Local studies have found that many primary health services were caring for patients with advanced kidney disease, without the support of tertiary nephrology services [8]. The rise in complex conditions and difficulties delivering services within budgetary constraints, particularly in remote areas, placed many services under additional stress [9]. In 2014, our research team was invited by an Aboriginal Community-Controlled Health Service (ACCHS) to undertake a longitudinal analysis of their CKD management program [10]. This involved a retrospective analysis of patient level data for screening, identification and management of CKD over the previous 10 years. As all ACCHS in the NT use the same proprietary Electronic Health Record (EHR), we were able to apply the same data extraction script and offer a similar longitudinal analysis to other ACCHS. The individual and combined findings highlighted a significant increase in the number of people identified with a chronic condition over the previous 10 years, along with improvements in the attainment of clinical targets from baseline. However, it also noted that annual screening of people with significant risk factors (diabetes, cardiovascular disease, hypertension) was suboptimal and the accurate diagnosis of CKD categories 3b, 4 and 5, based on pathology results, could be improved to facilitate appropriate guideline-based management and treatment plans.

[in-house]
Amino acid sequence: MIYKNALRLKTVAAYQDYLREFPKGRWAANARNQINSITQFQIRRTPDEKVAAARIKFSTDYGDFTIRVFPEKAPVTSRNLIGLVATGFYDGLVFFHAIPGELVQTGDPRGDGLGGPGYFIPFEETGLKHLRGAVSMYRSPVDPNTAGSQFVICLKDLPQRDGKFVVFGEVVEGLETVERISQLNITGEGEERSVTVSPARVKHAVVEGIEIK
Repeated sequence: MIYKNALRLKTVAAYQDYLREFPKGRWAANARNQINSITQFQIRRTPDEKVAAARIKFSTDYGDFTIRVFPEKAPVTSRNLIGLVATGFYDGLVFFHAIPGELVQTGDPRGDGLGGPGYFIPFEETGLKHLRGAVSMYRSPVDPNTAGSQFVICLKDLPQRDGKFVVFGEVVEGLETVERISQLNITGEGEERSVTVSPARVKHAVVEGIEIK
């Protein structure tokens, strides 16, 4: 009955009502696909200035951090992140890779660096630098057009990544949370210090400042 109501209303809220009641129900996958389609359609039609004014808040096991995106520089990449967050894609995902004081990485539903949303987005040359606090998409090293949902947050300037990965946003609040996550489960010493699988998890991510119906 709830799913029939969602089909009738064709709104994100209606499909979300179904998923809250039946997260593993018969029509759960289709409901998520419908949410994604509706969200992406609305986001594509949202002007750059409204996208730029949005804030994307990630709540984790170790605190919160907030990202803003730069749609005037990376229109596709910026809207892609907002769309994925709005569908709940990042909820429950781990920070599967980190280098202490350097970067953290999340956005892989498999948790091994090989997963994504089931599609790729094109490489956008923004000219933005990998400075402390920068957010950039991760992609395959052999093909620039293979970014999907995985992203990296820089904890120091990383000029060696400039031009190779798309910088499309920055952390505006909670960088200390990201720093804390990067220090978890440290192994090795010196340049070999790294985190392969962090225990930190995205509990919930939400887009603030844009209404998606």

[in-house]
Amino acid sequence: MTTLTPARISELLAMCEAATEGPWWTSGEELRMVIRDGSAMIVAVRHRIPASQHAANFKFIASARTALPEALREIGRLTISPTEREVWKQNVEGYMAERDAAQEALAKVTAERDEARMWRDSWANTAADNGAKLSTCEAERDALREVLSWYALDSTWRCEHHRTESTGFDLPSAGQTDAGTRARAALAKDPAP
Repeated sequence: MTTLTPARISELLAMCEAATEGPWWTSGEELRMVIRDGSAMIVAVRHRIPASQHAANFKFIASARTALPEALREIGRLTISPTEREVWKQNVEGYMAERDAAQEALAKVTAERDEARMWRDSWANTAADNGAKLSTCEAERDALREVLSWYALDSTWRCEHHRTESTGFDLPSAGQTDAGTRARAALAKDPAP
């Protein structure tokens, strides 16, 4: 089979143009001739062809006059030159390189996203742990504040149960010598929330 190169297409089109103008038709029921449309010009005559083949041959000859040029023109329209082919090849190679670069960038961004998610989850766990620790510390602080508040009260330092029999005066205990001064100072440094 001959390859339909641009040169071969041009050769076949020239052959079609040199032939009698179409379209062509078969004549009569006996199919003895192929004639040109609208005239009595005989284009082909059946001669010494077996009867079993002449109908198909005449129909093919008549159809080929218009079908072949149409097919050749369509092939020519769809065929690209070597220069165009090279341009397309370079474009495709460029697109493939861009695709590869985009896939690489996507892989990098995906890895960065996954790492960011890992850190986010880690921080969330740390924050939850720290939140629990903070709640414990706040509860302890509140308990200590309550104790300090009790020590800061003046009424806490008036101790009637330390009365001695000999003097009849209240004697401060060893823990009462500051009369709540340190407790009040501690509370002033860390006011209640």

The findings aligned with a recent systematic review of effective CKD programs for First Nations patients [11]. This review highlighted that CKD management was improved with programs that focussed on regular screening of people at risk of CKD, early intervention, timely referral to specialist services and adherence to evidence-based guidelines. Importantly, supporting and embedding care in primary health services was key to patient engagement and uptake of services [11].